Statement of SEIU Secretary-Treasurer Anna Burger on Secretary Geithner's latest TALF proposal
Washington, DC --Treasury Secretary Geithner's plan to invite private equity and hedge fund investors to a fire sale of bank assets is a return to the very same policies and practices that triggered the financial crisis in the first place.
Secretary Geithner's proposal for the Term Asset-Backed Securities Loan Facility (TALF) would enable private equity firms and hedge funds to buy up higher quality loan securitizations, including auto, consumer, student and small business loans. The Federal government would provide low-cost financing for up to 95% of the purchase price, with private firms putting down as little as 5% and the securitizations as collateral. The hope is then to expand this proposal to include toxic mortgage-backed securities.
Each of these programs could cost taxpayers up to $1 trillion. If the private firms make a profit from the deal, they keep all of it. If they end up losing money, they are only on the hook for the nickel or two of equity they put in. The taxpayers would then assume the rest of the losses. Even worse, subsidizing the purchase up to 19-to-1 will drive up the price of the assets, which would be yet another gift to the same banks that caused this crisis while at the same time putting taxpayers at a much greater risk of bearing huge losses.
You do not need to be an economist to see the flaws in this proposal.
1. Leverage-fueled speculation is a bad risk. We cannot forget that leverage-fueled speculation got us into this economic crisis. It just doesn't make sense for the taxpayers to provide up to 20-to-1 leverage to the same speculators who helped create the crisis in the first place. If it didn't work before, why will it work now?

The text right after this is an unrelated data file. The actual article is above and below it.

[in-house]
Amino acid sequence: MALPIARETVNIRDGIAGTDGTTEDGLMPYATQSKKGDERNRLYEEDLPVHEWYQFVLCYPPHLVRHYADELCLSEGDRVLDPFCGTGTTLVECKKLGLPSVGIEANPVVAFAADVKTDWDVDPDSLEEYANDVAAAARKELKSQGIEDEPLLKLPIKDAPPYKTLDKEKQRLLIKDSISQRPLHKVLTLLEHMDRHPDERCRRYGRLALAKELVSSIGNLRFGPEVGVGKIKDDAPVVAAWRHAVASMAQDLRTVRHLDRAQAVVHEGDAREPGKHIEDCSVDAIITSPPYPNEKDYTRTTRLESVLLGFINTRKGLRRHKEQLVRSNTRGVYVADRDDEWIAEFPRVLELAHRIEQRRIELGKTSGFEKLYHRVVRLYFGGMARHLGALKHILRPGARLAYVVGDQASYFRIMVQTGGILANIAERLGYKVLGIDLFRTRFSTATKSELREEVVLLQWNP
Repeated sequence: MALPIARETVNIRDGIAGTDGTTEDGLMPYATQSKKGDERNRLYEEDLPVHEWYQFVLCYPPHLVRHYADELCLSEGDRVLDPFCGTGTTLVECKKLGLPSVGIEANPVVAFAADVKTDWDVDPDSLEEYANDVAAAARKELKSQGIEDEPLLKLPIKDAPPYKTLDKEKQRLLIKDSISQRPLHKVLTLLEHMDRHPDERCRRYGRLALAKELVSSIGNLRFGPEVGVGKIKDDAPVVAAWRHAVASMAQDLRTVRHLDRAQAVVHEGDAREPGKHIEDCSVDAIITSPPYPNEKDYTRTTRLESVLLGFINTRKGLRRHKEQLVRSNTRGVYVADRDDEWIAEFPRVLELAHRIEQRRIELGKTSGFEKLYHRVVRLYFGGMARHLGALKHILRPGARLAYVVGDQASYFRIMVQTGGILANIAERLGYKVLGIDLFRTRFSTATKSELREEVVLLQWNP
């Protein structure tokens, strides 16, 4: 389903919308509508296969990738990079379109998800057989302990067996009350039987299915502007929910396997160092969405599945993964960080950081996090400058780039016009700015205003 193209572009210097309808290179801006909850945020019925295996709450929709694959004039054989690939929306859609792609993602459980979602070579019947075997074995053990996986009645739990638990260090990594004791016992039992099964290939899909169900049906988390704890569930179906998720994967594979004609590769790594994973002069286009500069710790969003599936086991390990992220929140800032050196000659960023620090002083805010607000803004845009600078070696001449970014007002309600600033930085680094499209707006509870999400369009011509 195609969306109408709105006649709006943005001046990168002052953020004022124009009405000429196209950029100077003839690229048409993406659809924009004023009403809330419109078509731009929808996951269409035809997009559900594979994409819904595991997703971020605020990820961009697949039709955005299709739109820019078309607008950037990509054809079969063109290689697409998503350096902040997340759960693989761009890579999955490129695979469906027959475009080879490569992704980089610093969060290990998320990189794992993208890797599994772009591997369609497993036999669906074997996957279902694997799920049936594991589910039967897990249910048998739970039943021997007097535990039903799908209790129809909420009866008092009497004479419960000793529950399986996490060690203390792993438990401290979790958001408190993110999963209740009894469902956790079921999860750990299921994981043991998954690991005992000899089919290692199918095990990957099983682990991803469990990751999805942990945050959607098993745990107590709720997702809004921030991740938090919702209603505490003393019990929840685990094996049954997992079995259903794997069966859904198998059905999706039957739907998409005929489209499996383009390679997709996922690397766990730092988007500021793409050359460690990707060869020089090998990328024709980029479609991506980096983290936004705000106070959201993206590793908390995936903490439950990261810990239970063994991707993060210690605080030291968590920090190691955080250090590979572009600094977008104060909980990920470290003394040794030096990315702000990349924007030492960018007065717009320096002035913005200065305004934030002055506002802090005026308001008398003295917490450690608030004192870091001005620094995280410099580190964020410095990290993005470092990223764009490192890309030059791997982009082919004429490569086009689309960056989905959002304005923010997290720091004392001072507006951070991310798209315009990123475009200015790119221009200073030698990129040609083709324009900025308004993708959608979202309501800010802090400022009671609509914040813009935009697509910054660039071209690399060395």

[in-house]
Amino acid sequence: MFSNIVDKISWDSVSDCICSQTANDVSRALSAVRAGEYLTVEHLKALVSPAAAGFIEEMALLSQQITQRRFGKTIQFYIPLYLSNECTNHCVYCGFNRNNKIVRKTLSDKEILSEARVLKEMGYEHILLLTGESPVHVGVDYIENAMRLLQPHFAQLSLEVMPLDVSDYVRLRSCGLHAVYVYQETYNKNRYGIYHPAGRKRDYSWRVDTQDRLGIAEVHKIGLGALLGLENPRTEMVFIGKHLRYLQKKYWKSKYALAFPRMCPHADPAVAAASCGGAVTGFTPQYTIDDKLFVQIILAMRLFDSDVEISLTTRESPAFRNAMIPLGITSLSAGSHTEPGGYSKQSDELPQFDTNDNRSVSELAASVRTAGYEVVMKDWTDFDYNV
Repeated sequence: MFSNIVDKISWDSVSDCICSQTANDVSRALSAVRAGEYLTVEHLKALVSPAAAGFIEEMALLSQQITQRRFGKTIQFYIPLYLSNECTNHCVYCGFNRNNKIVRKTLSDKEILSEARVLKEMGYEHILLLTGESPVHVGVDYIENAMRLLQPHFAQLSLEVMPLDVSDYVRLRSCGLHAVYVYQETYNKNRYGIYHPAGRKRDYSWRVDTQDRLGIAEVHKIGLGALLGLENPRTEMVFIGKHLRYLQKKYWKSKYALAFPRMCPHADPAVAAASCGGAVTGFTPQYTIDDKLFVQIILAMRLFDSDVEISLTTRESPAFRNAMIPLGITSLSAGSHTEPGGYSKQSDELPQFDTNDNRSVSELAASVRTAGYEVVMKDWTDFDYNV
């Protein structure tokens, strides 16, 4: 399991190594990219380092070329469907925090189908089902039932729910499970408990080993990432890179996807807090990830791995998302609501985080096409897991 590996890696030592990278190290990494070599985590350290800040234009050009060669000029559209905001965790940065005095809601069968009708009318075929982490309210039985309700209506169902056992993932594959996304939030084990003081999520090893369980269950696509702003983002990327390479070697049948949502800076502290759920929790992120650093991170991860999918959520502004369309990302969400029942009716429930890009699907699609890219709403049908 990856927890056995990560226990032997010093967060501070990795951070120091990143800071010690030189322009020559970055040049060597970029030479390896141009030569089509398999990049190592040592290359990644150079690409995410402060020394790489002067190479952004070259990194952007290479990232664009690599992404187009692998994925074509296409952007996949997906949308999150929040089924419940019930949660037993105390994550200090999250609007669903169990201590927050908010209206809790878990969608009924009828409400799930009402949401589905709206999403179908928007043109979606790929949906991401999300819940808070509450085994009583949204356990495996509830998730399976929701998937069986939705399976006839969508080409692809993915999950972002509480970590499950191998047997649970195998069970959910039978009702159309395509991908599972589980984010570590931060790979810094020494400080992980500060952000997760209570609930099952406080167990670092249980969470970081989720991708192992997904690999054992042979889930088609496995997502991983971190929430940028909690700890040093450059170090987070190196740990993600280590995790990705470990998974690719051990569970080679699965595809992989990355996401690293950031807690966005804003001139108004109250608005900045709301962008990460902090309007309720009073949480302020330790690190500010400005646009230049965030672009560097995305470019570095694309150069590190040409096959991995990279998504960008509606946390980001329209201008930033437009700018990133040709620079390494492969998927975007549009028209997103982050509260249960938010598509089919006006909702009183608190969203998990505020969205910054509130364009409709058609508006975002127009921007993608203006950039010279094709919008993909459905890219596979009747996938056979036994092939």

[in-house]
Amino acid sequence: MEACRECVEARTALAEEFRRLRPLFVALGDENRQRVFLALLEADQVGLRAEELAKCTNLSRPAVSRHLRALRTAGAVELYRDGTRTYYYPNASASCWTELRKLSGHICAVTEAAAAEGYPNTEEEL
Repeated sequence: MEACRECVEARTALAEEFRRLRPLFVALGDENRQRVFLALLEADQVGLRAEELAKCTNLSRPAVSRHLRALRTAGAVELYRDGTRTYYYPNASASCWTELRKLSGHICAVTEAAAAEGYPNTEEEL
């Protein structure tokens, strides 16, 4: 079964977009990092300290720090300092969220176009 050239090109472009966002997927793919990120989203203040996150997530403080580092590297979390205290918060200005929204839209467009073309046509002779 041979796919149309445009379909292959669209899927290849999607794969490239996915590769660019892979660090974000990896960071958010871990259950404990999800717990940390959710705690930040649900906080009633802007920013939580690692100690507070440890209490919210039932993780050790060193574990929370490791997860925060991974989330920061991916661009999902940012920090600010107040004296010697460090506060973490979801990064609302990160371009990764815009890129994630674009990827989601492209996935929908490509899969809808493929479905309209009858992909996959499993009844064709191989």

2. Privatized profit and socialized risk hurt working families and the economy. To entice private capital, Secretary Geithner wants to give private entities the chance to make enormous profits with very little risk. And the best taxpayers can hope for is to get their initial investment back, plus below-market interest payments, without any possibility of sharing in any profits. Wouldn't it make more sense for those who shoulder the greatest risk - taxpayers - to reap the profits?
3. There are no strings attached. Like so many other bailout programs, this proposal would require little of the recipients. Secretary Geithner's theory is that recipients of TALF money will use it to make new auto, consumer, student and small business loans. But given our experience with bank bailouts, there is no reason to believe that taxpayers' money will actually be used to make new loans. We know that lending will only increase if the Treasury requires it as a condition for banks that avail themselves of the program.
Americans want real change - not more of the same failed policies. That means that we must reject the "fast money" schemes that spiraled our economy into crisis. We need to overhaul the financial system by restructuring and recapitalizing our major banks. Moreover the Administration should establish a set of standards that will ensure that all beneficiaries of the federal bailout programs operate in the public interest, contribute to a sustainable economic recovery and deal fairly with consumers, workers and investors.
It is time to build an economy that works for everyone - not just the few at the top.